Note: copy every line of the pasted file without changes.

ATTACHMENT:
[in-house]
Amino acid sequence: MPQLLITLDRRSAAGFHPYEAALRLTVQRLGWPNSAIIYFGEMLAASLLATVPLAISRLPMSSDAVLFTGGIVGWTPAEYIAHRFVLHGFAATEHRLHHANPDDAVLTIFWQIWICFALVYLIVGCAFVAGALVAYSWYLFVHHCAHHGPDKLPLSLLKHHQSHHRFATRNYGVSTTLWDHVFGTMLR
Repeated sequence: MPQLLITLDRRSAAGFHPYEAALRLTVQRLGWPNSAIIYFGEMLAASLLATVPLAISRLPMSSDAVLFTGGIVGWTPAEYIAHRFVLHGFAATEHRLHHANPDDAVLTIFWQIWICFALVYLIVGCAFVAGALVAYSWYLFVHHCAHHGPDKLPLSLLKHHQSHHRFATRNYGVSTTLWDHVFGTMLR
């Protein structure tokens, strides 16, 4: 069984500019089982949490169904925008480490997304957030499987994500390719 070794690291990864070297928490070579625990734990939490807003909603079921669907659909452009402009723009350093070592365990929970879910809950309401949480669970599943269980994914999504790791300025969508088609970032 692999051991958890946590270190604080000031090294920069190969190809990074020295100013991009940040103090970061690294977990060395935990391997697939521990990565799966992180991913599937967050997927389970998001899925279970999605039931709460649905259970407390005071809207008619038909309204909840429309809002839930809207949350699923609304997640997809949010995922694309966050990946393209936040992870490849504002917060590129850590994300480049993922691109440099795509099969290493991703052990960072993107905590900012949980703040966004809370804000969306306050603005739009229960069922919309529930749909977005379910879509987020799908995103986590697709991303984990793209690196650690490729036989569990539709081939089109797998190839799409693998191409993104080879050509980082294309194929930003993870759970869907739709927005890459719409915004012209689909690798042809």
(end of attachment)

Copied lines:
[in-house]
Amino acid sequence: MPQLLITLDRRSAAGFHPYEAALRLTVQRLGWPNSAIIYFGEMLAASLLATVPLAISRLPMSSDAVLFTGGIVGWTPAEYIAHRFVLHGFAATEHRLHHANPDDAVLTIFWQIWICFALVYLIVGCAFVAGALVAYSWYLFVHHCAHHGPDKLPLSLLKHHQSHHRFATRNYGVSTTLWDHVFGTMLR
Repeated sequence: MPQLLITLDRRSAAGFHPYEAALRLTVQRLGWPNSAIIYFGEMLAASLLATVPLAISRLPMSSDAVLFTGGIVGWTPAEYIAHRFVLHGFAATEHRLHHANPDDAVLTIFWQIWICFALVYLIVGCAFVAGALVAYSWYLFVHHCAHHGPDKLPLSLLKHHQSHHRFATRNYGVSTTLWDHVFGTMLR
């Protein structure tokens, strides 16, 4: 069984500019089982949490169904925008480490997304957030499987994500390719 070794690291990864070297928490070579625990734990939490807003909603079921669907659909452009402009723009350093070592365990929970879910809950309401949480669970599943269980994914999504790791300025969508088609970032 692999051991958890946590270190604080000031090294920069190969190809990074020295100013991009940040103090970061690294977990060395935990391997697939521990990565799966992180991913599937967050997927389970998001899925279970999605039931709460649905259970407390005071809207008619038909309204909840429309809002839930809207949350699923609304997640997809949010995922694309966050990946393209936040992870490849504002917060590129850590994300480049993922691109440099795509099969290493991703052990960072993107905590900012949980703040966004809370804000969306306050603005739009229960069922919309529930749909977005379910879509987020799908995103986590697709991303984990793209690196650690490729036989569990539709081939089109797998190839799409693998191409993104080879050509980082294309194929930003993870759970869907739709927005890459719409915004012209689909690798042809």